In response to the Continuing the Discussion pieces in Issue 8:
In regards to a recent article dismissing American critiques of China’s issues with racism and human rights, some curious arguments were made.
It is dismaying that the article seems to say that there are two sides to racism, and the idea of non-discrimination and human rights is some sort of American imperialist construct. There are no two sides to racism.
And, as far as China’s supposed immunity to Western criticisms of its rights records: Mobutu did not get a pass because of Belgian colonial barbarism in the Congo, China does not get to act beyond reproach, marginalizing and abusing its own citizenry, because of a war they lost a century and a half ago.
The families 22 Uighurs gunned down, reportedly while praying, in Yilkiqi, Xinjiang this August, would likely disagree that foreign admonishment of widespread racism in China is hypocritical Western meddling.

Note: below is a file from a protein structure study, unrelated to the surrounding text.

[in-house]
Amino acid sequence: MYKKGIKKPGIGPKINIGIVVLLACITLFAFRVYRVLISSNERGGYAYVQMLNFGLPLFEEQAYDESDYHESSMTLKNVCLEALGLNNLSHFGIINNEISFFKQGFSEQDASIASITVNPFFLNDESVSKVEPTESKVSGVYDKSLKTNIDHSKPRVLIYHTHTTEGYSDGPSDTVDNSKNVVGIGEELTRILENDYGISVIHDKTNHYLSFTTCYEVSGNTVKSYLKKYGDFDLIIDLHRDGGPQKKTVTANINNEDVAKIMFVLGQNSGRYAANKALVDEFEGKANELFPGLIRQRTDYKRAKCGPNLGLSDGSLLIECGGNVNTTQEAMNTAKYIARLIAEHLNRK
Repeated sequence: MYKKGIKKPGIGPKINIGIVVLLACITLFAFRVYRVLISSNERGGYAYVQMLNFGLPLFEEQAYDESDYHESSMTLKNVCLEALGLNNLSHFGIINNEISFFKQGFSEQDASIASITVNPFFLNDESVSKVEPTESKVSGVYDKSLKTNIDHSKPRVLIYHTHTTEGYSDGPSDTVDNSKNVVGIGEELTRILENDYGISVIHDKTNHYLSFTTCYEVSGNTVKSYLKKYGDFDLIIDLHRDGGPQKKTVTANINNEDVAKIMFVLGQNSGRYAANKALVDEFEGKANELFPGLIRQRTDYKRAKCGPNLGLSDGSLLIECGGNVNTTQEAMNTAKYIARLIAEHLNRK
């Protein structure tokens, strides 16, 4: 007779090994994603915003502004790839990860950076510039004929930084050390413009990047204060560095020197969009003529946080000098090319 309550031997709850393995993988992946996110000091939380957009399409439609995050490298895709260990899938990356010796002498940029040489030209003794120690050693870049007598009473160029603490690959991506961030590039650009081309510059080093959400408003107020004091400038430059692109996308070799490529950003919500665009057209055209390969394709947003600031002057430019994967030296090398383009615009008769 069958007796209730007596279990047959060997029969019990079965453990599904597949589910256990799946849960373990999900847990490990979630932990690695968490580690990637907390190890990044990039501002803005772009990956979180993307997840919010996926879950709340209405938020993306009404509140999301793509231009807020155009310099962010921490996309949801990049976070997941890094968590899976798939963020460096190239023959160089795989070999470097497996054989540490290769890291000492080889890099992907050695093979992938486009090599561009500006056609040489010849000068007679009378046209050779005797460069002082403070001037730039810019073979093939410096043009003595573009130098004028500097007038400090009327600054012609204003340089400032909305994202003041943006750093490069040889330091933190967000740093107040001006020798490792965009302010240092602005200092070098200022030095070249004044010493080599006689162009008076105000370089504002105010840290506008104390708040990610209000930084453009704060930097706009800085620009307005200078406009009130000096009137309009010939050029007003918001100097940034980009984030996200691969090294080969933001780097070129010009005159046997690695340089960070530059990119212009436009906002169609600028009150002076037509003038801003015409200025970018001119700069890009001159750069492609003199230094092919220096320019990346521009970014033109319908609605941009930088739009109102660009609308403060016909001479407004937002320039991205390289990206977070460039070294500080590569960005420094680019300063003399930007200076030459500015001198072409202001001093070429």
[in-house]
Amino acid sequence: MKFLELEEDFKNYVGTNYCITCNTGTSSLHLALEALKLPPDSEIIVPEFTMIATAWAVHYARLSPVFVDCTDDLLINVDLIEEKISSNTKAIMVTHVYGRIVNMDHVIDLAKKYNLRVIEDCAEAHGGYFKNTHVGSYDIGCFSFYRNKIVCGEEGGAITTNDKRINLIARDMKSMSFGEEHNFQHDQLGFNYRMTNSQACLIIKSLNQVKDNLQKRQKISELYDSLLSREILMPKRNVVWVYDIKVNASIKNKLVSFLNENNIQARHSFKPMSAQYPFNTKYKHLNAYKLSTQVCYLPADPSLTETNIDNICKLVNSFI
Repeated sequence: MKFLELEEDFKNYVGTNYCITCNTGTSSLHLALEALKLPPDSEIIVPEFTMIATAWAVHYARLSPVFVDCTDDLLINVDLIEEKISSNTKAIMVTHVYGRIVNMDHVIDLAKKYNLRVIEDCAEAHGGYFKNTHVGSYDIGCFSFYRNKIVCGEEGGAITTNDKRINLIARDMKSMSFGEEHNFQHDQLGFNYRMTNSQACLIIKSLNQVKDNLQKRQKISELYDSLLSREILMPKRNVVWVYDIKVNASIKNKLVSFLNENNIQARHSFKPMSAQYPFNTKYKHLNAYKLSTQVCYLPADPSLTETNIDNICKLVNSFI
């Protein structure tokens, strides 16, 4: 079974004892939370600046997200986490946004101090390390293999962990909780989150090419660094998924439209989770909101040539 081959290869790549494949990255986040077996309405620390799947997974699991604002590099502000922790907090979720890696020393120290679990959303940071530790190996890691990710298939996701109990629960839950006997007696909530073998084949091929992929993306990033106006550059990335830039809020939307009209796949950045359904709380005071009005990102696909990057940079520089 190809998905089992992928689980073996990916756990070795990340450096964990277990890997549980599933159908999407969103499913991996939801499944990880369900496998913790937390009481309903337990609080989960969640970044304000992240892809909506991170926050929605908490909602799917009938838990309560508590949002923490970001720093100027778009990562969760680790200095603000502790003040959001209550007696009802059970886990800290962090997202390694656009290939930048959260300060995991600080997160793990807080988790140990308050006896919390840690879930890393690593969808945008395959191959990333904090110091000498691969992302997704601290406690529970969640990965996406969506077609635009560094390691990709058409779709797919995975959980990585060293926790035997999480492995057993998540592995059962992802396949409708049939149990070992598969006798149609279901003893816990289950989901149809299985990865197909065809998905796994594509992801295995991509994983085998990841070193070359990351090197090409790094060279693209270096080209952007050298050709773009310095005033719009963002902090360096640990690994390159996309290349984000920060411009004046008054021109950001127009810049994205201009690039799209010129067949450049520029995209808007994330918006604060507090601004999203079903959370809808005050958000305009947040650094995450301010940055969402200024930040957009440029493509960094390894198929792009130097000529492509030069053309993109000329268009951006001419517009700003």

Additionally, boiling American civil rights history down to enslavement of Africans and abuse of Native Americans glosses over the enormous sacrifices and continued hard work of those who fought for, created and instituted laws and protections that, while not perfect, have paved the way for enormous strides towards equality.
These lessons are not “neo-colonialism” but blueprints to improve the lives of millions, and create some kind of equality in society and rule of law, both of which are severely lacking in China today. Americans, in areas where they have met with some measure of successes, absolutely have business telling others what does and what doesn’t work.
Let us again conclude with a hypothetical: If British Abolitionists, citizens of an unabashedly imperialist nation, railed against the evils of slavery in the United States (spoiler alert: they did), who today would say they were wrong?
SAIS Washington ‘15